Marcella’s Way

Marcella made a fine pasta bolognese -
Marcella made a fine Pasta Bolognese –

By Mary Anna Violi | @Mary Anna Violi

When I read of Marcella Hazan’s death in late September, I felt more than a twinge of nostalgia.  She had virtually no cooking skills when she arrived in the United States in 1955.  She was from the province of Emilia-Romagna, home to Bologna and Modena, to name two, an area rich in its own Italian delicacies as the heart of Northern Italian cuisine.  While she held a Ph.D. in Biology and knew her way around scientific research, she was less adept in the kitchen.  I picture her as aghast at what mainstream Americans perceived as “Italian food”:  spaghetti drenched in tomato paste, sugar and some version of canned tomatoes.  It pains me to know there are still those in the U.S. who think Chef Boyardee spaghetti in a can is authentic Italian cuisine.  I can only imagine Marcella choking on that quintessential summer repast:  hamburgers slathered in yellow mustard and dripping with ketchup, which is not all that bad if the beef and buns are from Whole Foods.  Since Whole Foods was not on the supermarket horizon in the 1950’s, my guess is that Marcella grimaced at the “new” frozen dinners that had begun to appear in frozen food cases.

Marcella was married to Victor Hazan; they had one son, Giuliano, who is also a prodigious cook.  She learned English from watching television, and she learned to cook using the lone Italian cookbook her husband had. A legendary cook began to blossom. Her tomato sauce that incorporates only tomatoes, a large onion, butter, and salt has always intrigued me.   Marcella’s is good, but I still prefer our Southern Italian family pasta sauce.  What she drove home was the importance of regional Italian cooking in its purest versions.  I loved the way she extolled the virtues of simple recipes utilizing simple ingredients.

Marcella Hazan reminded me of my own parents’ Italian cooking that used basic Italian ingredients coupled with a dash of panache.  Pasta and tomato sauce sound good on this chilly autumn evening.

Ciao for now.



Labor Day Weekend



Summer's end, The Grand Hotel, Mackinac Island -
Summer’s end, The Grand Hotel, Mackinac Island, one of my favorite places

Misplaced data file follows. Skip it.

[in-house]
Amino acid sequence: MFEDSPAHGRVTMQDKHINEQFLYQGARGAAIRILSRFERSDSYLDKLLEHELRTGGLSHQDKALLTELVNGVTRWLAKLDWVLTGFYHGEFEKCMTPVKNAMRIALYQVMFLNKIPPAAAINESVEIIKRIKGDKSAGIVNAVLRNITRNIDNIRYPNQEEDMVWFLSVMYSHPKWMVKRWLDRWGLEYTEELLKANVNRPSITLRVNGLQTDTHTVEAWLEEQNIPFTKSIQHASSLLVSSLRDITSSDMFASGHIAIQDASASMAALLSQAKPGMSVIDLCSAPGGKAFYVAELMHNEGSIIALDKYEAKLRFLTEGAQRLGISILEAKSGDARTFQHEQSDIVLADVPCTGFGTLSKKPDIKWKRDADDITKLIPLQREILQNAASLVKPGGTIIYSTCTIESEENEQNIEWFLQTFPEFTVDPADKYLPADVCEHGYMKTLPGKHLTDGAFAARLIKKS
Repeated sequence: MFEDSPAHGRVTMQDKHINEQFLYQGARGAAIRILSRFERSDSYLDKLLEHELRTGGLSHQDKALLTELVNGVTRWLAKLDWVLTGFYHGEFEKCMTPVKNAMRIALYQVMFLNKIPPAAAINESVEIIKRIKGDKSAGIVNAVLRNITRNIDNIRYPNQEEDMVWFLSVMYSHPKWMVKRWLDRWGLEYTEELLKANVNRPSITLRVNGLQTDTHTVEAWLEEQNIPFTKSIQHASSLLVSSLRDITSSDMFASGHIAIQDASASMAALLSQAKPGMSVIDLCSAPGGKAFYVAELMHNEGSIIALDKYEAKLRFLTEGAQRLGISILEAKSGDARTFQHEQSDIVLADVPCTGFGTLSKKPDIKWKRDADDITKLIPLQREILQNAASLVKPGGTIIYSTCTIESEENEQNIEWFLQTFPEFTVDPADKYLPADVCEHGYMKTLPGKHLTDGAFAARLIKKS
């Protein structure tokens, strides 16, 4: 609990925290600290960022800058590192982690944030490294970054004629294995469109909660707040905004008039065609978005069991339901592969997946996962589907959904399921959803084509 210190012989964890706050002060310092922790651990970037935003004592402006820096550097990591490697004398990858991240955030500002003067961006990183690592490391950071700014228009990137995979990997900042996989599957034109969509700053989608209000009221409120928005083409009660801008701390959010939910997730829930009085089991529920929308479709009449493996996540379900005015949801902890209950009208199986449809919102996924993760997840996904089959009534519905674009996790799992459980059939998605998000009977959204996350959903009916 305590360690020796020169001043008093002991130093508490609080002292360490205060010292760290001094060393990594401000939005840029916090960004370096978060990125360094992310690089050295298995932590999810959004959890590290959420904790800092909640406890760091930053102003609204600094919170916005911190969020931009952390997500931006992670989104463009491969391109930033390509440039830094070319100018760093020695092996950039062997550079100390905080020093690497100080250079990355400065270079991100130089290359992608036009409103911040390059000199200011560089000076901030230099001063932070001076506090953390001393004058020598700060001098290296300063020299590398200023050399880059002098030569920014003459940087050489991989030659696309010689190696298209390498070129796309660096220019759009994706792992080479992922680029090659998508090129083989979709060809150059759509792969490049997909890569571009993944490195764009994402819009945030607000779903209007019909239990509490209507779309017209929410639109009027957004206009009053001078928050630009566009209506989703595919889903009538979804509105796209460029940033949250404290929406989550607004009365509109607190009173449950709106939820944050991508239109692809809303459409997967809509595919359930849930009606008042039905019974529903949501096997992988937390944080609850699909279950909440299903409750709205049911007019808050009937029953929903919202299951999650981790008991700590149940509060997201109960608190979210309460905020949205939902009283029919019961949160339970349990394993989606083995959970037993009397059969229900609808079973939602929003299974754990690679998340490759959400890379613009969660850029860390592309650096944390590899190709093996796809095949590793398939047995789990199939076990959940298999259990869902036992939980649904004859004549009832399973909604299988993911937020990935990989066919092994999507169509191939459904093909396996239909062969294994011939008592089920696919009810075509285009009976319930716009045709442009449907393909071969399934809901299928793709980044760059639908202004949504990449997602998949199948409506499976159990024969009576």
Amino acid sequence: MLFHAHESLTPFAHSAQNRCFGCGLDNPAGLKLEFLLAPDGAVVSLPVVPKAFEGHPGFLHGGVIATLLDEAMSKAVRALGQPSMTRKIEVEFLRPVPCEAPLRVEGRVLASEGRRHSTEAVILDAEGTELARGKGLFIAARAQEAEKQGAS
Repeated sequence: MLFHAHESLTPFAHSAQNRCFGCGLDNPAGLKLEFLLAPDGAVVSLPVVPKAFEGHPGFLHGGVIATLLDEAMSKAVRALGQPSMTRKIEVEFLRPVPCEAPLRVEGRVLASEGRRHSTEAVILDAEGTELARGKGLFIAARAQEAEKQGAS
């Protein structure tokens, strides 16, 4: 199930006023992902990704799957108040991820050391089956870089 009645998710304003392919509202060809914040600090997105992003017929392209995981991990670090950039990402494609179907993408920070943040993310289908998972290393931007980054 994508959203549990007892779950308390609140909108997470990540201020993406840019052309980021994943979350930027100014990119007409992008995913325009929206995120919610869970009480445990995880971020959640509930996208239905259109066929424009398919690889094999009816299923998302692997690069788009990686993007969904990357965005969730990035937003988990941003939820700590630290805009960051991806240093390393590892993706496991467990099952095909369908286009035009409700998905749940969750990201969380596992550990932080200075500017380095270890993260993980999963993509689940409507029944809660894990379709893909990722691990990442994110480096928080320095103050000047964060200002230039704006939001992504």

By Mary Anna Violi | @Mary Anna Violi

When I was a young sprig, the last hurrah of summer was spent swimming, fishing, and boating at our summer-house on the lake.  Amid whoops and splashes, diving, and floating, we frolicked throughout most of those sun-drenched summer days. We also feasted in between swims.  At least one Labor Day Weekend dinner included hamburgers and hot dogs on the old brick grill my grandfather had built.  There was Mama’s homemade coleslaw [light on the mayonnaise], Aunt Agnes’ potatoes and side dishes, and Aunt Adelaide’s homemade German chocolate cake.  Life was good and mighty tasty too.

We cousins knew that after we bade one another adieu on Labor Day itself, the school year commenced the next day.  Labor Day heralded the end of summer; it placed the cherry on the cake of summer.  Labor Day also paved the way to autumn.  We donned new school attire, and polished saddle shoes and penny loafers, we headed for the classroom, armed with our metal lunch boxes, and new pencil cases in hand. In an uncertain world, we could count on school commencing the day after Labor Day.  There seemed a kind of security in knowing that.

Back then we understood the cyclic nature of the seasons:  Autumn equated with school; Winter meant snowy white nights and Christmas; Spring reminded us Nature awakened; and Summer beckoned with the lure of languid days at the lake. My daughter fell prey to the lunacy of the extended school day, the elongated school year, and the mania of increased standardized testing.  School began for her in the oppressive heat and humidity of the August dog days of summer.  I haven’t observed youth getting any smarter or adept at the traditional 3 R’s of writing, reading, and arithmetic with this prolonged school year. A wave of sadness overtakes me to know that the young cannot partake in the ritual of summer’s end that Labor Day used to offer my cousins and me.

Ciao for now.



My Alma Mater, Part III

The Bell Tower on the IU Bloomington campus, steps away from my old graduate school apartment -
The Bell Tower on the IU Bloomington campus, steps away from my old graduate school apartment –